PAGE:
That being said... I am not always as adventurous a traveler as I would like to be and the combination of caffeine, wifi and North American culture has often been my saving grace! 

How lucky I am to be born Canadian.

My younger brother, somehow much braver than I, has already been to Thailand and Malaysia, by himself, at the age of nineteen. I could never have done this. He told me that while getting to South East Asia was outrageously expensive, once you arrive the cost of living is incredibly cheap. Though I'm not in Thailand yet, Xingyi, China fits that description perfectly. Though this is clearly to my advantage, it makes you realize how unfair life truly is. I read that the economy Guizhou, the province Xingyi is located in, is comparable to the poorest of Central American countries.

Overlooking a typical porch in Xingyi
Working on temple in Xingyi

If I have a hard time saving money to make it to China, what hope does a Chinese girl of my age from Guizhou have of saving enough money not only to get to Canada, but of affording the necessities upon arrival? I just so happened to be born in a country with a good economy. That in itself is incredibly lucky.

All this is not to say that I feel nothing but guilt about my lot in life and about my trip. I just think it's good to pause and truly appreciate how fortunate I've been.

Also, on a side note, now that I'm traveling, I'm thankfully much more interested in planning each next step of my trip. My disinterest in it was starting to worry me for a bit... Like the saying "the more you learn, the less you know", the more I travel, the more I realize how small I am in the great scheme of things and how much there truly is to see. As much as I'm visiting four countries in two months, I'm only seeing such a small small part of each. I understand how people can spend a lifetime traveling.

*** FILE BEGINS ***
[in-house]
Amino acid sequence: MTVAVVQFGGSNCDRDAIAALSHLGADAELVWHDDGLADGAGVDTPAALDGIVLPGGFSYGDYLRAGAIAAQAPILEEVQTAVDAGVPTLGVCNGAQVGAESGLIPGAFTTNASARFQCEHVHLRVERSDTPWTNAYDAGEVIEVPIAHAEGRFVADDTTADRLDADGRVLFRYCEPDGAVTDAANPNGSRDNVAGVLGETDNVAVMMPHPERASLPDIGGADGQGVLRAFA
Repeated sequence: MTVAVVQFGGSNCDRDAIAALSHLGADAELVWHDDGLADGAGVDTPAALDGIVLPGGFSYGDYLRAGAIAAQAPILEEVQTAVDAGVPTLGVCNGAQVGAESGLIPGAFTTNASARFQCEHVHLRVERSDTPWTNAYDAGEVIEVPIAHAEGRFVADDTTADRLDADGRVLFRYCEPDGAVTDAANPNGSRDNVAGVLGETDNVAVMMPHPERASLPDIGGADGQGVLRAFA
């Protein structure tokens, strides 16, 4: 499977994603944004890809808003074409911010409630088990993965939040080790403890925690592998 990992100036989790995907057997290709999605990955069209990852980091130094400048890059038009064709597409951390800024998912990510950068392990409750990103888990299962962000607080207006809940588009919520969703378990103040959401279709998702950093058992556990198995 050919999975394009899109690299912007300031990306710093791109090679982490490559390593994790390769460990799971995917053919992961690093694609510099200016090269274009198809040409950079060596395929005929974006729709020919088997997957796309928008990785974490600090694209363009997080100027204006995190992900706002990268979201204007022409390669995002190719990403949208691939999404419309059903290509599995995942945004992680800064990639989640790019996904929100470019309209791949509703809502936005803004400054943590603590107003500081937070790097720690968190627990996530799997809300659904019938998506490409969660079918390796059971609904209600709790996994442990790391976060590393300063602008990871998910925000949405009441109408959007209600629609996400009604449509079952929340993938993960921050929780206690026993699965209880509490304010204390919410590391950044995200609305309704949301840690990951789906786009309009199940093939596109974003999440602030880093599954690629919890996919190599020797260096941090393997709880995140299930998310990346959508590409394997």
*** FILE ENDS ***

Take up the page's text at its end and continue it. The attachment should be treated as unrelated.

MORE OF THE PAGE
A life well spent.

A few years ago,in my first semester of university, a girl I was chatting with told me: "I spend money on experiences, not possessions".

Years later, this notion has stuck with me.  It's a lifestyle that I greatly admire, but hardly embody in my own life. I love to shop (yet another hobby of mine that counters my desire to protect the environment, travel of course being number one) and I dream of owning a home, renting a beautiful apartment, filling it with lovely furnishings and my sense of style... For some reason, when I should have been spending time planning my trip, I spent hours pouring over home decorating blogs and magazines.